Sports Eye

“There’s always the first time”

By Jesus A. Garcia, Jr.

“THERE’S always the first time,” a maxim that nobody dares contradict because it’s true. And that’s what happened last Sunday (July 28) in the sporting world and became the talk of the town among cycling followers when a young rider from a third world country Colombia in South America named Egan Bernal unexpectedly won the fabled Tour de France. Yes, the little-known fellow from the capital city of Bogota stunned the cycling world especially his countrymates, North and South Americans, this writer, and the Europeans who’ve been dominating the 21-day bikathon annually. Yes, he is the first Hispanic cyclist from South America to achieve this feat and the third youngest ever (22 years and six months of age) to win the TdF considered the toughest, longest, richest, oldest and the most prestigious bicycle race in the world.

Admittedly, the Colombian national champion Bernal was not familiar until he rose to prominence by winning some big races in Europe, U.S.A. and in Asia like the 2017 Tour de Langkawi in Malaysia placing 7th overall; France amateur multi-stage bicycle race called “Tour de l’Avenir” also in 2017, the eight-day Paris-Nice and Tour de Suisse, but his biggest wins before this year’s TdF w the 2018 Tour of California as champion, and the 2019 Volta a Catalunya in Spain placing third generally, where majority of the big guns in world cycling participated. Representing the British based-INEOS team in this year’s TdF, his initial duty was to be a domestique player of his team to support former champion Chris Froome and defending champion Geraint Thomas. But “expect the unexpected”, as the saying goes, it turned to be the other way around. With some luck, Bernal landing third overall after the 18th of the 21 stages and escaped from the peloton on the stiff climb of the 19th stage despite the big rains and strong wind, and led the stage by 2:15 minutes over overall leader Frenchman Julian Alaphilippe. Reaching the top of the Col de I’Iseran, the TdF race director general stopped the rain-soaked stage due to landslides and hailstorm 20 kilometers from the finish line to avoid an imminent multiple crashes among the contestants. That greatly benefited the five-foot-nine Bernal and seized the yellow jersey to become the new race leader. The 20th stage was also a mountain stage and Bernal proved to his rivals and critics that he’s the new kid in town to be reckoned with by sticking with the big guns in the overall. The 21st and final stage was a ceremonial ride to Champs Ellysee in Paris. Bernal not only won the championship but also copped the Best Young Rider award of TdF. Defending champion Thomas landed second overall.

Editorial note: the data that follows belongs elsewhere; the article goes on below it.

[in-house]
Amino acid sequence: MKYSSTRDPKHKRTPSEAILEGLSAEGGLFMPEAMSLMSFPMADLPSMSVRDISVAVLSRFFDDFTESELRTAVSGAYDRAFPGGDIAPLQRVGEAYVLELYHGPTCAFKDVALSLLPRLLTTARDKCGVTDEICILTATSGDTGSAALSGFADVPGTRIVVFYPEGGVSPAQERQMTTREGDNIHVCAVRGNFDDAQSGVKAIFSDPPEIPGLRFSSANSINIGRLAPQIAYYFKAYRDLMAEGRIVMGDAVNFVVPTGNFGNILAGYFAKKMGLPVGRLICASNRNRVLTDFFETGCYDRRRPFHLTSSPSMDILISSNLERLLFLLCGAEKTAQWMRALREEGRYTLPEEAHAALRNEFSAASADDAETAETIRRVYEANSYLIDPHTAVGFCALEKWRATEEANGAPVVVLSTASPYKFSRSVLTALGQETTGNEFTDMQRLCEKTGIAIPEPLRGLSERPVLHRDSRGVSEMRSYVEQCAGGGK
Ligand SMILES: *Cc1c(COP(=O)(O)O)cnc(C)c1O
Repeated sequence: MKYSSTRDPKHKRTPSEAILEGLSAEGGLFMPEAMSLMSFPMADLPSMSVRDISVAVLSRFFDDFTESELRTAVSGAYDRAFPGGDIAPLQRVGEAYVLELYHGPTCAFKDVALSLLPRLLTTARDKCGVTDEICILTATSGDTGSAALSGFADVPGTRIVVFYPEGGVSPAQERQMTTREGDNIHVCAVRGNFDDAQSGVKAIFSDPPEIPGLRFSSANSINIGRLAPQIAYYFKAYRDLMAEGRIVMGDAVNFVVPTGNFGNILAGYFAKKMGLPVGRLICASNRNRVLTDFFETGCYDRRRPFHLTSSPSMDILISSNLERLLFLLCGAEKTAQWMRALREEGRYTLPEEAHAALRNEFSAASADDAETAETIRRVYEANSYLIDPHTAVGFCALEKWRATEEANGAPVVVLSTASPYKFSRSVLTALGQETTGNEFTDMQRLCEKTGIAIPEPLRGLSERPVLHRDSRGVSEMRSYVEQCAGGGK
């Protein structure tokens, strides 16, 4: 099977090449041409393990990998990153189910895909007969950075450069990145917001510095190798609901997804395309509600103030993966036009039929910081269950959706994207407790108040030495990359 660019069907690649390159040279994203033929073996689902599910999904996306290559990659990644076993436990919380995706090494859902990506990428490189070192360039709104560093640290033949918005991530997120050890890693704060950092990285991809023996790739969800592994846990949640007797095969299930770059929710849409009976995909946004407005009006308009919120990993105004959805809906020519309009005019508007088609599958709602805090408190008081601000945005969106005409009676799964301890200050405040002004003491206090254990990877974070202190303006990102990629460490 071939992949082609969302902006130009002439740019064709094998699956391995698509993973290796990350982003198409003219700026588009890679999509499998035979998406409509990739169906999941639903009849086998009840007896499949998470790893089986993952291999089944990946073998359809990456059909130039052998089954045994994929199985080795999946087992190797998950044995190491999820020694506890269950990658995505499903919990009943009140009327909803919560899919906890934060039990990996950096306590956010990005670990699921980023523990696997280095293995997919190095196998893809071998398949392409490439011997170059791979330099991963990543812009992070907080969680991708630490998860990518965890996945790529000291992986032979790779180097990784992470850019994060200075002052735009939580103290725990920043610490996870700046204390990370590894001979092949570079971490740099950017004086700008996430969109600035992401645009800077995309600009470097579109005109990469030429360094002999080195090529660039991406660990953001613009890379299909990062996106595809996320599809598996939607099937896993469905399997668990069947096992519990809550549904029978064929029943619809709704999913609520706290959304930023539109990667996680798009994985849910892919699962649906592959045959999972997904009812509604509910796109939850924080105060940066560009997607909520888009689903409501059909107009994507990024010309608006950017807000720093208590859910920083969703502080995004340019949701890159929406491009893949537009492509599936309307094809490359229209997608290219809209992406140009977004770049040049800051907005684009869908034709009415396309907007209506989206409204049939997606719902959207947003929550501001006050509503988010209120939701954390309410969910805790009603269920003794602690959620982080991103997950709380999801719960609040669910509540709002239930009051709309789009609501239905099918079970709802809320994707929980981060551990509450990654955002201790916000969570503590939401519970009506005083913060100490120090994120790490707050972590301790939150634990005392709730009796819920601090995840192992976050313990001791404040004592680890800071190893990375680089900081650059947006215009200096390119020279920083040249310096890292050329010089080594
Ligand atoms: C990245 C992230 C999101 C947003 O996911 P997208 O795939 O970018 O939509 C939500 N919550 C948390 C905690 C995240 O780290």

In the national scene, the Philippine Olympic Committee (POC) leadership wrangle was finally over and for the first time in the history of POC. a top honcho of national cycling body called PhilCycling was elected POC president. Cavite congressman Abraham “Bambol” Tolentino defeated Philippine Amateur Track and Field Association (PATAFA) head Philip Juico, 24-20, and handball czar Steve Hontiveros beat Robert Aventajado of taekwondo for the chairmanship. Now that the squabble is finish, our sports leaders and national athletes should move on sans distractions to avoid any international embarrassment when our country hosts the coming 30th SEA Games on November 30-December 11.

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QUOTE OF THE WEEK: I have fought the good fight, I have finished the race, I have kept the faith. ll TIMOTHY 4: 7

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